During the height of the Nigerian Civil War, or the Biafran War, Carl Gustaf von Rosen (pictured), a Swedish air pilot, supported the plight of the Biafrans and flew a dangerous relief mission in to the nation on this day in 1968.
Von Rosen, a former aerial circus pilot, began flying humanitarian missions during the Second Italo-Abyssinian War and World War II. He eventually became a commercial airline pilot and was also an instructor for the Imperial Ethiopia Air Force.
When the Biafran War broke out, Von Rosen was angered at how Nigeria treated Biafra and its citizens and the Nigerian government’s meddling of international relief efforts. After flying in to Biafra with supplies that were seized by Nigerian mercenaries, Von Rosen defied their orders and delivered the relief himself.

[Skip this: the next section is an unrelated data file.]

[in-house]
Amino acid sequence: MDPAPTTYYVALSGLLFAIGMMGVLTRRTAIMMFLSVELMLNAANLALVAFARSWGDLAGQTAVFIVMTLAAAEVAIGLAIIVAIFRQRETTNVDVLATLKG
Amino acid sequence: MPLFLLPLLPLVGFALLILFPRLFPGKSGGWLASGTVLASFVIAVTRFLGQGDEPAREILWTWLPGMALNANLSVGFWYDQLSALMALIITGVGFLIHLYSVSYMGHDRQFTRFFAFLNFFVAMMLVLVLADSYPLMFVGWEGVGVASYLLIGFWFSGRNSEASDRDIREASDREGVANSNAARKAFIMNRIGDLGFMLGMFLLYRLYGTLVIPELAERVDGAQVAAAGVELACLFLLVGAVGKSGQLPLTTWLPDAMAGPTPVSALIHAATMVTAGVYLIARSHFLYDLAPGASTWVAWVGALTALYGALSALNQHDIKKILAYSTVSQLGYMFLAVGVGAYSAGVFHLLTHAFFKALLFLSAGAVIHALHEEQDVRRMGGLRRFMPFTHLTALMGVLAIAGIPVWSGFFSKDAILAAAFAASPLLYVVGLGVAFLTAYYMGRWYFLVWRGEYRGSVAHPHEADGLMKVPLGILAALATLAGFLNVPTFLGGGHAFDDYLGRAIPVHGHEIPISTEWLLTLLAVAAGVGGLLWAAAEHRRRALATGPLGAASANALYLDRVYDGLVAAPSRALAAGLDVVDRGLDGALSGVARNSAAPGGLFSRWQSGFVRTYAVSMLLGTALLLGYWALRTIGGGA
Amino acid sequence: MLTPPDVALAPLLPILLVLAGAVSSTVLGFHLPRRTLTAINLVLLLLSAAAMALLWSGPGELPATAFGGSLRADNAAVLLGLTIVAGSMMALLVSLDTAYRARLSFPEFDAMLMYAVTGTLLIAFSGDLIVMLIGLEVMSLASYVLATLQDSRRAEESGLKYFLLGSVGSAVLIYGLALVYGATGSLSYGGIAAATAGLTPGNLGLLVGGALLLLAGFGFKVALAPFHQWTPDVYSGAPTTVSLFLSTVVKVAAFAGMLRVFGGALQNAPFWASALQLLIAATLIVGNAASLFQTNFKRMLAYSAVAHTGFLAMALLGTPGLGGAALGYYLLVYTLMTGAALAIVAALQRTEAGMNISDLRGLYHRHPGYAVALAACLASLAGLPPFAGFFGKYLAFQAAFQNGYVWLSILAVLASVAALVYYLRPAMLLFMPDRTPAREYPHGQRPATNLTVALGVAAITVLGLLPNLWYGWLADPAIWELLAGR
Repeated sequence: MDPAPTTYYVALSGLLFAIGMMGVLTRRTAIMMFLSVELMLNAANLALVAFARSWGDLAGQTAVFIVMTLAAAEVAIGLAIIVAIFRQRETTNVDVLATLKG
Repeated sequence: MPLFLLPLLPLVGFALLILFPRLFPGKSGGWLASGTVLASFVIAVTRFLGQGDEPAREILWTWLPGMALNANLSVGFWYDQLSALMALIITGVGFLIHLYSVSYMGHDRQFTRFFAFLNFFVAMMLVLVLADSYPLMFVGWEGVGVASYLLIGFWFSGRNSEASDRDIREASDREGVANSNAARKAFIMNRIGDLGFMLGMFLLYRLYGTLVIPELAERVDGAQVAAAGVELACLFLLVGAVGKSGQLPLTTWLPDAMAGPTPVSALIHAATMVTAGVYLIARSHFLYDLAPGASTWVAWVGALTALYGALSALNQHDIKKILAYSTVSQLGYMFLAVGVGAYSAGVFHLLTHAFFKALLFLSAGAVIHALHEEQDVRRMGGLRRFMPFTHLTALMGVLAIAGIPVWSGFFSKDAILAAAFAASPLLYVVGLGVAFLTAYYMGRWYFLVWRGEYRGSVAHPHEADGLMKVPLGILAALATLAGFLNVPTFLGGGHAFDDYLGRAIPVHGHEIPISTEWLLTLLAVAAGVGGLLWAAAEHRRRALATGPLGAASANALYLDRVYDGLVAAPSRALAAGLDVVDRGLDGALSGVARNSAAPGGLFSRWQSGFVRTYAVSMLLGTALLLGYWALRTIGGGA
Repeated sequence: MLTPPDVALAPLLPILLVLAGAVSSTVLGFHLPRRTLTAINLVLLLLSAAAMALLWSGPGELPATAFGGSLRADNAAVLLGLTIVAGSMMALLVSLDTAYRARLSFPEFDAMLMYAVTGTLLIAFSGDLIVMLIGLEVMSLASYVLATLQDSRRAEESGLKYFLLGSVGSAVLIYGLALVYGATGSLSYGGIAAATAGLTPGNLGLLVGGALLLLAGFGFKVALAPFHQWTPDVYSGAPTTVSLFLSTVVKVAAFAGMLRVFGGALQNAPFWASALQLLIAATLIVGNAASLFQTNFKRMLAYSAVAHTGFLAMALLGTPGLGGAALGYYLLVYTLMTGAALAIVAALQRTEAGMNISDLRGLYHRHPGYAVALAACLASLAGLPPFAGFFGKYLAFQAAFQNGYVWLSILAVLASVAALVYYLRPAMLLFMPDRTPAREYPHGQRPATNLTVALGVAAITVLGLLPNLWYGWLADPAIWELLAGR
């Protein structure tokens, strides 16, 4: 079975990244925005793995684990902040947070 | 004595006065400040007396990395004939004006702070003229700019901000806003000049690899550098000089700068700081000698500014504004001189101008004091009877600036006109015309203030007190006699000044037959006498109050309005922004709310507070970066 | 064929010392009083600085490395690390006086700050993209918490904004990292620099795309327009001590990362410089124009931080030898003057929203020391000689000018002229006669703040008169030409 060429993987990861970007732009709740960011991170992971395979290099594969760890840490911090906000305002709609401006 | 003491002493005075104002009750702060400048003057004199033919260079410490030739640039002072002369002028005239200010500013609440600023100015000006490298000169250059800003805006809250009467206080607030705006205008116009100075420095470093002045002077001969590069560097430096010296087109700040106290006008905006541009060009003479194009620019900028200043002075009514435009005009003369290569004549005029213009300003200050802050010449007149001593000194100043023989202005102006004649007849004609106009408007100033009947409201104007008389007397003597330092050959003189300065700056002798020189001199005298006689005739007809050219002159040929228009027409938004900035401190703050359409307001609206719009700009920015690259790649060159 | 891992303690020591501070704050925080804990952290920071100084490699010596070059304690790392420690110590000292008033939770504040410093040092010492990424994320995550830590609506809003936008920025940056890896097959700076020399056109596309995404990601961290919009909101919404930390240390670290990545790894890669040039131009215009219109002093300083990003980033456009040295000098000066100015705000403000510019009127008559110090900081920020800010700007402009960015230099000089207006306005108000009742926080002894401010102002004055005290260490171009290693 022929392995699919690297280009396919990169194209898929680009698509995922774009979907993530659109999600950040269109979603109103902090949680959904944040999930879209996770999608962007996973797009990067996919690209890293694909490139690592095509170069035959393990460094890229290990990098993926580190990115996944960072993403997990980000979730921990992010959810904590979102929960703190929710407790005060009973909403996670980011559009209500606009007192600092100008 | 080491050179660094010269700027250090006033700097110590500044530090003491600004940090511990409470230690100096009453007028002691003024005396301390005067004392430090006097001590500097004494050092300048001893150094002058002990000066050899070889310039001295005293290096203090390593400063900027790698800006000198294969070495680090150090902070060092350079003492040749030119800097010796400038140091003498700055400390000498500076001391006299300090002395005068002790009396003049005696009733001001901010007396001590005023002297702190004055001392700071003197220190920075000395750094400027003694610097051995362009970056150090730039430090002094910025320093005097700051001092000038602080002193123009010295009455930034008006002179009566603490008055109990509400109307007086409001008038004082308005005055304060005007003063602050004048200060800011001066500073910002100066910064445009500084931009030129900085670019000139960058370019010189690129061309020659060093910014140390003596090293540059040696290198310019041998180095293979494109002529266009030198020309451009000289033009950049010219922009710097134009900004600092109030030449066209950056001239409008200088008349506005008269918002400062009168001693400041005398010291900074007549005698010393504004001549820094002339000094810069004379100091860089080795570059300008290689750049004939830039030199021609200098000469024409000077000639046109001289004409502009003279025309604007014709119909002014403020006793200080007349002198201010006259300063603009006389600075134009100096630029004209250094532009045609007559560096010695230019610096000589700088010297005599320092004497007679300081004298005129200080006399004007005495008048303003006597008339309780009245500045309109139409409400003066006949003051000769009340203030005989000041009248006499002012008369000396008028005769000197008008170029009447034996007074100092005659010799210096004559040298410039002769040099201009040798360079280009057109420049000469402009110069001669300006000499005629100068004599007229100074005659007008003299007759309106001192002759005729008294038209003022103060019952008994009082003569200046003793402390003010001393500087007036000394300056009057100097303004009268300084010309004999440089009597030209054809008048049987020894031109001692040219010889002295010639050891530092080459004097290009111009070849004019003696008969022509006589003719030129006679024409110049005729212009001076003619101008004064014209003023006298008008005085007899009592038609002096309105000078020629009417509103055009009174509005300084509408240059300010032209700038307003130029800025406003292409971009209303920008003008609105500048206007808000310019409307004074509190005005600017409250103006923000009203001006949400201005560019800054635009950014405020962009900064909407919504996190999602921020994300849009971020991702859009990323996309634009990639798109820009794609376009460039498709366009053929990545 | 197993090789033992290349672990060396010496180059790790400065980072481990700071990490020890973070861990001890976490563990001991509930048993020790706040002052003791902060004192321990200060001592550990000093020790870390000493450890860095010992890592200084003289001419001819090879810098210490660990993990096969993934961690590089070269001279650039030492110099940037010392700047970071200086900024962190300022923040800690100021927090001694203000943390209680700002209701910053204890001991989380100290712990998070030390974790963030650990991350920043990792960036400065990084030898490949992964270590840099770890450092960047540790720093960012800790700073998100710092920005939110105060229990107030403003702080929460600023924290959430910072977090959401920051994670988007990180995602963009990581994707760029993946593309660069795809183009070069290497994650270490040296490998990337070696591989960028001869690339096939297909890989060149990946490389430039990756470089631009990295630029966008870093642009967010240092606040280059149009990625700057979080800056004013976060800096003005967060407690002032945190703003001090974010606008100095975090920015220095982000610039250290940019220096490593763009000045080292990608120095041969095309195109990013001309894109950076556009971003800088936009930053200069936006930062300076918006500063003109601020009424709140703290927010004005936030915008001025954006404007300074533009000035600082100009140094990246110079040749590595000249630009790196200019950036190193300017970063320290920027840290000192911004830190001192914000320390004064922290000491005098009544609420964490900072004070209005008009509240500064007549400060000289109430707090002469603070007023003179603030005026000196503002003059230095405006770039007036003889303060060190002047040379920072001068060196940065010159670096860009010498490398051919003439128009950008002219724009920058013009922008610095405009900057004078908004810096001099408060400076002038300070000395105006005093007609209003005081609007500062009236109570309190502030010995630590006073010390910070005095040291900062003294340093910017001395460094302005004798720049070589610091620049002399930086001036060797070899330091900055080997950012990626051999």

While there, he saw the carnage and decided to take greater action.
Along with the French secret service, he was able to import the “Biafran Babies” air squadron across country lines, which were five small civilian class single engine Malmo MFI-9 planes. Von Rosen was aware that these planes would be fit for ground attacks in the war zone.
After having the planes camouflaged and weaponized, he and a crew of two Swedes and two Biafrans flew the “Babies” to strike the Nigerian Air Force air fields from where the attacks against Biafra originated.
On May 22, 1969, a days-long clash ensued with Von Rosen unleashing effective ground attacks. Von Rosen’s squadron took out a series of Nigeria’s superior airplanes.
Von Rosen continued his relief flights well after the 1970 end of the Biafran War. From 1974 and 1977, he flew aid to famine-stricken Ethiopia. During the Ogaden War between Ethiopia and Somalia, however, he was killed by Somali soldiers on July 13, 1977.
Von Rosen was 67 at the time of his death.